As we head into the month of May, here in the Tennessee Valley we monitor the potential for severe weather. From May 1-7, it is National Hurricane Preparedness Week. Tropical systems produce multiple threats for those in their path. The main threats include strong winds, storm surges, flooding and tornadoes. During the season, the Atlantic basin averages 14 named storms, seven of which are hurricane strength.
The Atlantic hurricane season is June 1 through November 30, though some tropical systems do develop during the month of May. Although we are not right up against the coast, it is still important to have a plan in place. Putting a safety kit together is a great way to help have things in order if there is a chance you need to leave your home in an instance. If the power goes out having some flashlights, extra batteries, blankets and nonperishable foods are all perfect examples of what you could include in your kits.
Impacts In The Tennessee Valley From Tropical Systems
Here in the Tennessee Valley, the main threats we see from tropical systems are flooding, strong winds and tornadoes. Inland flooding can really become an issue if there is rainfall right before remnants move over the region. It would lead to saturated ground. With a saturated ground, any additional rainfall would lead to the potential for inland flooding. The tornado threat for our region would come from some of the rotating rain bands around the remnants of the tropical system.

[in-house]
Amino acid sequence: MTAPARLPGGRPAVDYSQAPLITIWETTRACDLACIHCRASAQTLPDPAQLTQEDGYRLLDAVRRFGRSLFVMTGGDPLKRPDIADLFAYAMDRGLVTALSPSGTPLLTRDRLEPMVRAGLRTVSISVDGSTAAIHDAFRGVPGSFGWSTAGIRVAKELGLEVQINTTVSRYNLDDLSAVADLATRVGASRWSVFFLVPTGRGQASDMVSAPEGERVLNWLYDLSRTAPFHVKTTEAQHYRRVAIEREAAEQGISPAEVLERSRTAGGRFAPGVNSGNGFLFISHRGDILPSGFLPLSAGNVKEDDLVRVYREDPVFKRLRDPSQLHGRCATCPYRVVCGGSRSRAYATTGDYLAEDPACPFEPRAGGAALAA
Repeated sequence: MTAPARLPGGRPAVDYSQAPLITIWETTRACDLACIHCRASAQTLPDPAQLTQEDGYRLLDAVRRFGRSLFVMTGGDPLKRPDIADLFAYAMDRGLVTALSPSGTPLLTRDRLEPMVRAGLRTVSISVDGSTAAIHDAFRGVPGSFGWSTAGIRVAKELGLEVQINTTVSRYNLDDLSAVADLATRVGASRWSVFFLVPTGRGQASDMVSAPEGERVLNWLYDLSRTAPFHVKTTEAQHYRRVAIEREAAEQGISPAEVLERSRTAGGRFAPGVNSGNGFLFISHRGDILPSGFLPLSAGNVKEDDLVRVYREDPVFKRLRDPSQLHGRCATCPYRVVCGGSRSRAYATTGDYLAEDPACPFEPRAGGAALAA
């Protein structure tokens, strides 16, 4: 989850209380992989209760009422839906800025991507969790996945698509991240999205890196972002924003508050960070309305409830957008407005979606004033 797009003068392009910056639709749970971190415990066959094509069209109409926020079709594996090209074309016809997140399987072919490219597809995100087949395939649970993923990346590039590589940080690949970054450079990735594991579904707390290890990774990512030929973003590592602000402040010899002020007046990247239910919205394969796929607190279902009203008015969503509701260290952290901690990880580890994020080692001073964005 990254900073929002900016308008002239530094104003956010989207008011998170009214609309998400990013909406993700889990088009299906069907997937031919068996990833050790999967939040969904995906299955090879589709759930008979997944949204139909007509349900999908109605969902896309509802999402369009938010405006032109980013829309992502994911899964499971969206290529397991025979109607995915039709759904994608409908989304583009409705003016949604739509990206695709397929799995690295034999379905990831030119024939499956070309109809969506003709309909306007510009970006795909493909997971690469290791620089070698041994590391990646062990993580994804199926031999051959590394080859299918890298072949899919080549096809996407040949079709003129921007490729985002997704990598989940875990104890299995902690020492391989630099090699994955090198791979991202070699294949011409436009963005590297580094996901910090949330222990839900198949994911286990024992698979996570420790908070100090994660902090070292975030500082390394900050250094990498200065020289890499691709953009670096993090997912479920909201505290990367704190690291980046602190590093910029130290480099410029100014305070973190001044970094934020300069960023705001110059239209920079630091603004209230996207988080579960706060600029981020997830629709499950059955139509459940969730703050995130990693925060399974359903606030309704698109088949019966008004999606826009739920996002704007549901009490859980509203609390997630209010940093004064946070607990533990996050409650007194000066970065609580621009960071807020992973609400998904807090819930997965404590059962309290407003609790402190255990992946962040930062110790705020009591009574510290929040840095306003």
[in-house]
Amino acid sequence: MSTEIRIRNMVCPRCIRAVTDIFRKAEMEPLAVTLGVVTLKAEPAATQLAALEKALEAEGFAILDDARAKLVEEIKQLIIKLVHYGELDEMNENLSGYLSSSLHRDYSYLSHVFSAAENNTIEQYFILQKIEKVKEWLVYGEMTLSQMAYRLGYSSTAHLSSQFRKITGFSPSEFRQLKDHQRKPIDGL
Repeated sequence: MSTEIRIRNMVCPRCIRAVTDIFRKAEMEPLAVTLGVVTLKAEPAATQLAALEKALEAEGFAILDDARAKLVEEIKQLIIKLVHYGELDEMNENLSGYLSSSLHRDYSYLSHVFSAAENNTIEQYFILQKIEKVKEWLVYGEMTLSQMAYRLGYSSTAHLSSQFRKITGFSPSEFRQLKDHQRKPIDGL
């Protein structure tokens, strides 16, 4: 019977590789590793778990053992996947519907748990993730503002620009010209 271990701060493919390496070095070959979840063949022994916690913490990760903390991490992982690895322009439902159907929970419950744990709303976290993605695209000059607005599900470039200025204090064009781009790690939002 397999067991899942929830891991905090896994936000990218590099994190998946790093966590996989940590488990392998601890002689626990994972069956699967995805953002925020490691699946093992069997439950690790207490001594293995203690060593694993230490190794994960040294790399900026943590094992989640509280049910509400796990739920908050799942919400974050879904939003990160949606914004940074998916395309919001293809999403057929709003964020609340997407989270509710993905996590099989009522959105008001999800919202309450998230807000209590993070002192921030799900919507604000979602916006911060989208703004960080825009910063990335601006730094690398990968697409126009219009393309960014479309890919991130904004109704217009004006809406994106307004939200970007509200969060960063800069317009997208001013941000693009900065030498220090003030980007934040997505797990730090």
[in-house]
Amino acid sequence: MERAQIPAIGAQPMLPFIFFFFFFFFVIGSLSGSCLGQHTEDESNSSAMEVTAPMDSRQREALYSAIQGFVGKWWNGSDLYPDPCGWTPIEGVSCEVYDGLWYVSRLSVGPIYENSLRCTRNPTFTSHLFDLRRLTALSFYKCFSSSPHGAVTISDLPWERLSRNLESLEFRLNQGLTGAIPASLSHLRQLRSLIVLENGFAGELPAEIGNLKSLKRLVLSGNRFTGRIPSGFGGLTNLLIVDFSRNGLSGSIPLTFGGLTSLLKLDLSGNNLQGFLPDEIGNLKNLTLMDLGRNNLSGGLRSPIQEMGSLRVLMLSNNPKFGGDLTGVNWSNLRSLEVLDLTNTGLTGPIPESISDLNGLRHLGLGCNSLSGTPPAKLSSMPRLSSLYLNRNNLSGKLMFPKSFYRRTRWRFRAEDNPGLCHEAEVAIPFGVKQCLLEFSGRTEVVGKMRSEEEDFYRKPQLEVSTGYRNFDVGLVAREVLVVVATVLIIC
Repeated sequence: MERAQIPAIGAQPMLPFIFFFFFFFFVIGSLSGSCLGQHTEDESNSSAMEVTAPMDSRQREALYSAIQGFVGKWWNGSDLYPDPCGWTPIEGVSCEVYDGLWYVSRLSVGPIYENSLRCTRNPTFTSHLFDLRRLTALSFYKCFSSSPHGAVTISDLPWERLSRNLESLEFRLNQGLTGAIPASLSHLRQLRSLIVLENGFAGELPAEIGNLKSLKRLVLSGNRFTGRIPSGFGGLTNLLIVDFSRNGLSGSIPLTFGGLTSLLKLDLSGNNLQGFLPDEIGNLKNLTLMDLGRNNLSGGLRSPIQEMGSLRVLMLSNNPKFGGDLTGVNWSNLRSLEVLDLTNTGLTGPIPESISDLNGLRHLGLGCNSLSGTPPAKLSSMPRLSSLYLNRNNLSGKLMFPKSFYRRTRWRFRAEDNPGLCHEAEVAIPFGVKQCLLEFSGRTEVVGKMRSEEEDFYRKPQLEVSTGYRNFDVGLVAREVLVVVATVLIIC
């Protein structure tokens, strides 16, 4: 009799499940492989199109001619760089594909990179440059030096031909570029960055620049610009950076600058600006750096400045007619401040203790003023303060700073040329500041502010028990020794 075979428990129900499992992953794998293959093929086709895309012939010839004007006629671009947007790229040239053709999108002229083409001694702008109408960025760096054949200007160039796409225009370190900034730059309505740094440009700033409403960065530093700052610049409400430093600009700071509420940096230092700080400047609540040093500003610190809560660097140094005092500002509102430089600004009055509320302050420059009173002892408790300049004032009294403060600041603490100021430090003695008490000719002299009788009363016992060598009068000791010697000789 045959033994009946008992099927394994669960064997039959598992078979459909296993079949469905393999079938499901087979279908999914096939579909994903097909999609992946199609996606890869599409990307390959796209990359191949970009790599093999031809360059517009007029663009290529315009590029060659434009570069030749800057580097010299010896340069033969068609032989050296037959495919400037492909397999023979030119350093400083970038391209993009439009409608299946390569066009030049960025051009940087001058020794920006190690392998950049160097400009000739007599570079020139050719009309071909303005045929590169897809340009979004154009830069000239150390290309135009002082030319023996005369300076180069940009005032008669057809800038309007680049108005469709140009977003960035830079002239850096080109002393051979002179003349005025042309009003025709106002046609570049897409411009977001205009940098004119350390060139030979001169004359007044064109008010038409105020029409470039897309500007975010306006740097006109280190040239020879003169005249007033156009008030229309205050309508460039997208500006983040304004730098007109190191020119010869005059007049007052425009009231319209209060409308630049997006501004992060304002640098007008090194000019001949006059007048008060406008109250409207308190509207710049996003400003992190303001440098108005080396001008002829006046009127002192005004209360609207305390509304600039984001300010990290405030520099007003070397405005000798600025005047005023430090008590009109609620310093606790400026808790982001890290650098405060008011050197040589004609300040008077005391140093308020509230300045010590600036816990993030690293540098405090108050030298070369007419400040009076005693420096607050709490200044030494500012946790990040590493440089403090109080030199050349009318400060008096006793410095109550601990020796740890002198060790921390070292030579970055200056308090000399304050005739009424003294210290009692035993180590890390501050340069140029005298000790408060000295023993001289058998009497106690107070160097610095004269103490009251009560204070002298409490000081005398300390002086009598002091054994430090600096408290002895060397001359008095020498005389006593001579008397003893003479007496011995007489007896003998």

The 2021 Atlantic hurricane season was the 3rd-most active year on record, in terms of named storms. There were 21 named storms with seven of those being hurricane strength. Of those seven, four were major hurricanes. The most notable storm last year was Hurricane Ida, which was a category four hurricane. Ida was a category four hurricane that made landfall along the Lousiana coast. The Hurricane Committee has retired the name “Ida.” This is the 12th ‘I’ named song, and there are a total of 94 names that have been retired.